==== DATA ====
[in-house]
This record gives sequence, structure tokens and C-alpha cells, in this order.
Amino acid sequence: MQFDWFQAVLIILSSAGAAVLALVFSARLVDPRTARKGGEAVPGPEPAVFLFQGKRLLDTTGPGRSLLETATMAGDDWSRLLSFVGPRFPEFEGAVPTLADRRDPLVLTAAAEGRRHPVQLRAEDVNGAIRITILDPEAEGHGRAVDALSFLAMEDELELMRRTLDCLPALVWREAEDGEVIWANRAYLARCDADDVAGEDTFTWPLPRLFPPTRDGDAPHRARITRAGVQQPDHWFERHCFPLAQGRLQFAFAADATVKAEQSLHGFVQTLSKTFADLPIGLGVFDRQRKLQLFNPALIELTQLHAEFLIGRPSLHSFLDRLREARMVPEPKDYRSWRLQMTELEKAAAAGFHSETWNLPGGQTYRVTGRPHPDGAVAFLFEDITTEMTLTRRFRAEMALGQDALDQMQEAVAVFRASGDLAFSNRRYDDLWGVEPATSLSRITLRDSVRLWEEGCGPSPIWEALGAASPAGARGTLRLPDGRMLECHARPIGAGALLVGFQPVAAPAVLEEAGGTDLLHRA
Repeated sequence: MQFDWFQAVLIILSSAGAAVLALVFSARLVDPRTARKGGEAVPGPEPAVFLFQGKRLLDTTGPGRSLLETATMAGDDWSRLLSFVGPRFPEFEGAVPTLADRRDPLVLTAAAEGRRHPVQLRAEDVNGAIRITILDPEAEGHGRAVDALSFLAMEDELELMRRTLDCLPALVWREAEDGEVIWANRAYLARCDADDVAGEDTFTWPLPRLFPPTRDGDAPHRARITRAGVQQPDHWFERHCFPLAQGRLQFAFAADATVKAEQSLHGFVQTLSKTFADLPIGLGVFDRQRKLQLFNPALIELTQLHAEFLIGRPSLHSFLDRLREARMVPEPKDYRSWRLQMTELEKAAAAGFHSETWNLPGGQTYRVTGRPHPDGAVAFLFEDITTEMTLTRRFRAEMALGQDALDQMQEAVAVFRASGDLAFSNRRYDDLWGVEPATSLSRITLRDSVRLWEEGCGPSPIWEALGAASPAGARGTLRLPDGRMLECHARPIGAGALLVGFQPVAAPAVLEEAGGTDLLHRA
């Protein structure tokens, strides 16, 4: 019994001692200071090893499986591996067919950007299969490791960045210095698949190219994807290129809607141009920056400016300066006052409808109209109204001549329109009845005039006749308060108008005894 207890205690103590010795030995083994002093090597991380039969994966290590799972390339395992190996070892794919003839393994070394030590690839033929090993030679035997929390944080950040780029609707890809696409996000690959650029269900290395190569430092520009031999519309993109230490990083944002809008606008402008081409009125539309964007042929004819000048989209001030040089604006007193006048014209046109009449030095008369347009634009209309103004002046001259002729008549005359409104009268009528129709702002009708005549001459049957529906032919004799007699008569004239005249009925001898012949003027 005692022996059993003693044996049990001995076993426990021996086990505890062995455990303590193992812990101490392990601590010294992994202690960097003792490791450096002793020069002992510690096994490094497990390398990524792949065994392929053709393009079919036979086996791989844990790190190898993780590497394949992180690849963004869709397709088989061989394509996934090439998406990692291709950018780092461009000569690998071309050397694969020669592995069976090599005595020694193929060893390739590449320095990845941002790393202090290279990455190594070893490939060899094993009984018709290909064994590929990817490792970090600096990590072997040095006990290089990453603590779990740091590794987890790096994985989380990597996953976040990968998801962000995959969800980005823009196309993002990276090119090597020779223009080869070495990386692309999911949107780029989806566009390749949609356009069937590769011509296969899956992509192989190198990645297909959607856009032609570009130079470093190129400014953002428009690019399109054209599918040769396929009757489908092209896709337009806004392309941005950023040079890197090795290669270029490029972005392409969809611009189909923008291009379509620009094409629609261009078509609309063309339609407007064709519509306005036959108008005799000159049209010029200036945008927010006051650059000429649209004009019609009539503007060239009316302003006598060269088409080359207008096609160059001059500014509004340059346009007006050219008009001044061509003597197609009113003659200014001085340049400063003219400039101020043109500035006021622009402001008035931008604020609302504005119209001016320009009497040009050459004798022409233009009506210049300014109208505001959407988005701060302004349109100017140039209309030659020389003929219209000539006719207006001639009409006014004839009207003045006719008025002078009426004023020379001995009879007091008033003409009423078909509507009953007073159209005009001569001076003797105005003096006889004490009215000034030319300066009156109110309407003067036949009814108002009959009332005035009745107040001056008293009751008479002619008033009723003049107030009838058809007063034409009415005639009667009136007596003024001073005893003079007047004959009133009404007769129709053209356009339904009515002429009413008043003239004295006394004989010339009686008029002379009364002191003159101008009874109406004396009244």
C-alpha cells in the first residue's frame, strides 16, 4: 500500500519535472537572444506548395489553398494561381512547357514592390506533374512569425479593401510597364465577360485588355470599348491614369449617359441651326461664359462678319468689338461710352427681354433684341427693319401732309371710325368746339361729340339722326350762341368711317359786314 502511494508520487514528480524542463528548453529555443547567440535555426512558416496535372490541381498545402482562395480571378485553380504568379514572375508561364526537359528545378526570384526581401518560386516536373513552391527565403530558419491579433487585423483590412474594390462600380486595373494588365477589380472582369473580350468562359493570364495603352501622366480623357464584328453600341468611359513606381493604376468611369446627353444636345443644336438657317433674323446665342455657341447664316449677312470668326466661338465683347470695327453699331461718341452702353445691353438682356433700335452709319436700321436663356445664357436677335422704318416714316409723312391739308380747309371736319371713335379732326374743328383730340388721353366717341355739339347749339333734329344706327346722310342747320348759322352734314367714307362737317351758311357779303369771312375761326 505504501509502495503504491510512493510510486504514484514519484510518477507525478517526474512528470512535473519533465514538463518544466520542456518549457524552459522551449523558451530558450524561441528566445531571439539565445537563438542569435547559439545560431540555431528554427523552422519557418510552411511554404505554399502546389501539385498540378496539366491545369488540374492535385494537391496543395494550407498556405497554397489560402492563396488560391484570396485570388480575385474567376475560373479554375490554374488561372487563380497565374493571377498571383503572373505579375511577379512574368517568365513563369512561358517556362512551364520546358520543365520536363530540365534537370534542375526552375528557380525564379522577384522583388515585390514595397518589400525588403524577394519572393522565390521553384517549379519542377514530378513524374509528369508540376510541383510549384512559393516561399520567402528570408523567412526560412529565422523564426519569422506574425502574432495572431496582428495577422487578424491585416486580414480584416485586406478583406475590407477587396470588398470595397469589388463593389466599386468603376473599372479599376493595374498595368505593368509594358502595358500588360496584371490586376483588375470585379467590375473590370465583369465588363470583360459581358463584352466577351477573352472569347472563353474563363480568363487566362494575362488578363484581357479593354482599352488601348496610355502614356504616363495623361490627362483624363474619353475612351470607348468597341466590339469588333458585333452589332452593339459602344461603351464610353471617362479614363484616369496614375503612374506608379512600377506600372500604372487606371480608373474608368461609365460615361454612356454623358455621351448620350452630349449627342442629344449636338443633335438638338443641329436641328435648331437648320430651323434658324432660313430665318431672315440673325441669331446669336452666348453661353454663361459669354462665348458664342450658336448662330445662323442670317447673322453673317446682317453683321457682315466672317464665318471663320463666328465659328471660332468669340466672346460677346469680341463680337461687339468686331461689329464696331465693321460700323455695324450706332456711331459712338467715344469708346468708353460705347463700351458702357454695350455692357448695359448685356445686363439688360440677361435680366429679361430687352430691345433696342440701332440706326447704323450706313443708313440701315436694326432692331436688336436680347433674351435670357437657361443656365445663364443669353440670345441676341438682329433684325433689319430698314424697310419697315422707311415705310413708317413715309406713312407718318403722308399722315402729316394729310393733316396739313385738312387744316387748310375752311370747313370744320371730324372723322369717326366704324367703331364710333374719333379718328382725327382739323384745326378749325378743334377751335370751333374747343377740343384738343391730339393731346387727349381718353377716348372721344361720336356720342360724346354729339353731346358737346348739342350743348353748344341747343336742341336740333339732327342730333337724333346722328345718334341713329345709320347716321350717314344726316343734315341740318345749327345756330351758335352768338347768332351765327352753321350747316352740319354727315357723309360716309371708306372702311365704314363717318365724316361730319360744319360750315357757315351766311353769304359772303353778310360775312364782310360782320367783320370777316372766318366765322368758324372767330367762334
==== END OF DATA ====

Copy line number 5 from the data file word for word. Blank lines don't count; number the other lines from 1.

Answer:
């Protein structure tokens, strides 16, 4: 019994001692200071090893499986591996067919950007299969490791960045210095698949190219994807290129809607141009920056400016300066006052409808109209109204001549329109009845005039006749308060108008005894 207890205690103590010795030995083994002093090597991380039969994966290590799972390339395992190996070892794919003839393994070394030590690839033929090993030679035997929390944080950040780029609707890809696409996000690959650029269900290395190569430092520009031999519309993109230490990083944002809008606008402008081409009125539309964007042929004819000048989209001030040089604006007193006048014209046109009449030095008369347009634009209309103004002046001259002729008549005359409104009268009528129709702002009708005549001459049957529906032919004799007699008569004239005249009925001898012949003027 005692022996059993003693044996049990001995076993426990021996086990505890062995455990303590193992812990101490392990601590010294992994202690960097003792490791450096002793020069002992510690096994490094497990390398990524792949065994392929053709393009079919036979086996791989844990790190190898993780590497394949992180690849963004869709397709088989061989394509996934090439998406990692291709950018780092461009000569690998071309050397694969020669592995069976090599005595020694193929060893390739590449320095990845941002790393202090290279990455190594070893490939060899094993009984018709290909064994590929990817490792970090600096990590072997040095006990290089990453603590779990740091590794987890790096994985989380990597996953976040990968998801962000995959969800980005823009196309993002990276090119090597020779223009080869070495990386692309999911949107780029989806566009390749949609356009069937590769011509296969899956992509192989190198990645297909959607856009032609570009130079470093190129400014953002428009690019399109054209599918040769396929009757489908092209896709337009806004392309941005950023040079890197090795290669270029490029972005392409969809611009189909923008291009379509620009094409629609261009078509609309063309339609407007064709519509306005036959108008005799000159049209010029200036945008927010006051650059000429649209004009019609009539503007060239009316302003006598060269088409080359207008096609160059001059500014509004340059346009007006050219008009001044061509003597197609009113003659200014001085340049400063003219400039101020043109500035006021622009402001008035931008604020609302504005119209001016320009009497040009050459004798022409233009009506210049300014109208505001959407988005701060302004349109100017140039209309030659020389003929219209000539006719207006001639009409006014004839009207003045006719008025002078009426004023020379001995009879007091008033003409009423078909509507009953007073159209005009001569001076003797105005003096006889004490009215000034030319300066009156109110309407003067036949009814108002009959009332005035009745107040001056008293009751008479002619008033009723003049107030009838058809007063034409009415005639009667009136007596003024001073005893003079007047004959009133009404007769129709053209356009339904009515002429009413008043003239004295006394004989010339009686008029002379009364002191003159101008009874109406004396009244």